– Chip Sawyer, CFA®, Chief Investment Officer
When I began my career in this business in 1997, the internet stock bubble was still expanding, and the retail (individual) investor was participating in a big way. The previous year, 1996, saw the birth and subsequent explosion of online trading with companies like Charles Schwab, E-Trade, and the three companies that would eventually become TD Ameritrade leading the way.
Actually, this was the second wave for retail investors to discover the excitement, rewards, and risks found in equity investing. The first wave occurred in the 1980s after the SEC banned the practice of fixed brokerage commissions, making investing more affordable for smaller investors. To appeal to this growing new class of investors in the ‘80s and late ‘90s, publicly traded companies commonly split their stock. Stock splits don’t affect the overall value of the company, but they lower the price per share and make it easier for smaller investors to purchase.
According to data from S&P Dow Jones Indices, there has been an average of 44 stock splits per year since 1980. After the demise of fixed commission prices, there were 114 splits in 1986, and from 1998 to 2000, there was an average of 91 splits per year.
The growth of ETFs has had a significant impact on the frequency of stock splits, and thus on the average price an investor pays for one share of stock.
From the wreckage of the internet bubble burst in the early 2000s, there emerged a new instrument to entice the retail investor: exchange-traded funds (ETFs). These funds can be described as a “basket of securities” based on a particular exchange. The growth of ETFs has had a significant impact on the frequency of stock splits, and thus on the average price an investor pays for one share of stock. Rather than buy shares of stock in individual companies like they did in the 1980s and 90s, small retail investors now buy ETFs.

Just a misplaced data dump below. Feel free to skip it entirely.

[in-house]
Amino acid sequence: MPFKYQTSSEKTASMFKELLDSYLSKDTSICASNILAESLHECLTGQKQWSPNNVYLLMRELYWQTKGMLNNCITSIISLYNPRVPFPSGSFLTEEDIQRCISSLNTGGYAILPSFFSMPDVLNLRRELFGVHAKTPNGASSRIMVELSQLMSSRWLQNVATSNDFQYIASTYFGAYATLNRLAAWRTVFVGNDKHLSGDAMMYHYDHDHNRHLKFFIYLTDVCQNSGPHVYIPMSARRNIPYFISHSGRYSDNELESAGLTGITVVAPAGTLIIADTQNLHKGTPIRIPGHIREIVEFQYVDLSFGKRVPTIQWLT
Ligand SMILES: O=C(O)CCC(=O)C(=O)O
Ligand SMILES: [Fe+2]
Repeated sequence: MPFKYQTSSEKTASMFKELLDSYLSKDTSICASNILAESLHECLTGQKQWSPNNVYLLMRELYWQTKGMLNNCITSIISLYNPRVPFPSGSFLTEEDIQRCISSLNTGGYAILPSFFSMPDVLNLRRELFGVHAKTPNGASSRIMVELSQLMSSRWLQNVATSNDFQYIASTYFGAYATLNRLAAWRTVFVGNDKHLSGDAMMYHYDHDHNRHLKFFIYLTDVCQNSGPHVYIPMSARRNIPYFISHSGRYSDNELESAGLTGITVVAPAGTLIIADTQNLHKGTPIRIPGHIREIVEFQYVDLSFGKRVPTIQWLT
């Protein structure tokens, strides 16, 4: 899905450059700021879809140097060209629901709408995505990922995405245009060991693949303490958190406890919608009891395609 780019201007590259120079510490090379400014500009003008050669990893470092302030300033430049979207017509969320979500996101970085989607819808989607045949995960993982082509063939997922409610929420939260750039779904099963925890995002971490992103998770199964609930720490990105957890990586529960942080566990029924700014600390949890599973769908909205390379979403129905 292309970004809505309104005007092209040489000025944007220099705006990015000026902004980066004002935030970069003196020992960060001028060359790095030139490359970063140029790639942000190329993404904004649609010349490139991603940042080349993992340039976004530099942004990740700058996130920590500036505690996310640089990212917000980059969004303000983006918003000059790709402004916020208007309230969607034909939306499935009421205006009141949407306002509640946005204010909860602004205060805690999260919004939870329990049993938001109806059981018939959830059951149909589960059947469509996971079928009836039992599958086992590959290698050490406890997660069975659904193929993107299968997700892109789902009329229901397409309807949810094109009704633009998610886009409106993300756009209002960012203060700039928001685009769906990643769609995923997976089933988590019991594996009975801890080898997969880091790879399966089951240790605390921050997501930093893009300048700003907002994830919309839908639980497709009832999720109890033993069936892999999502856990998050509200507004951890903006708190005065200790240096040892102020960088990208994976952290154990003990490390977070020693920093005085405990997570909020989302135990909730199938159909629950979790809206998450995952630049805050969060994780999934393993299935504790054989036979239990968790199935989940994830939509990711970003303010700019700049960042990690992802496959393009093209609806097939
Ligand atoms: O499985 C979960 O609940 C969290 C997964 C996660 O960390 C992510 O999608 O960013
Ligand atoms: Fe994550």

The Impact of ETFs
Due to the rising popularity of ETFs, companies no longer cater to the individual investor, choosing instead to court the ETF provider. You can see this phenomenon in the number of companies executing stock splits. In the past ten years, the average number of splits per year has plummeted from 44 on average to less than eleven. Last year, there were a grand total of five.
The impact has been remarkable, especially for investment portfolios with less than $100,000 in assets. Fifteen years ago, the average price of a share of stock of an S&P 500 company was $36.53. Today, that average is $117.63, an increase of over 300%. This new high-price environment makes it difficult for smaller accounts to properly invest in individual companies. For example, one share of Amazon in a $10,000 account would comprise nearly 20% of the account. Add in a share of Google/Alphabet, and that’s another 12%.
Fifteen years ago, the average price of a share of stock of an S&P 500 company was $36.53. Today, that average is $117.63, an increase of over 300%.
At Westover Capital, we are core believers in diversification. Whether a large account or small, we will always use the appropriate investment vehicles to maintain diversification while managing tax consequences.
Please don’t hesitate to reach out to us with any questions about ETFs and the evolving state of investing and markets.
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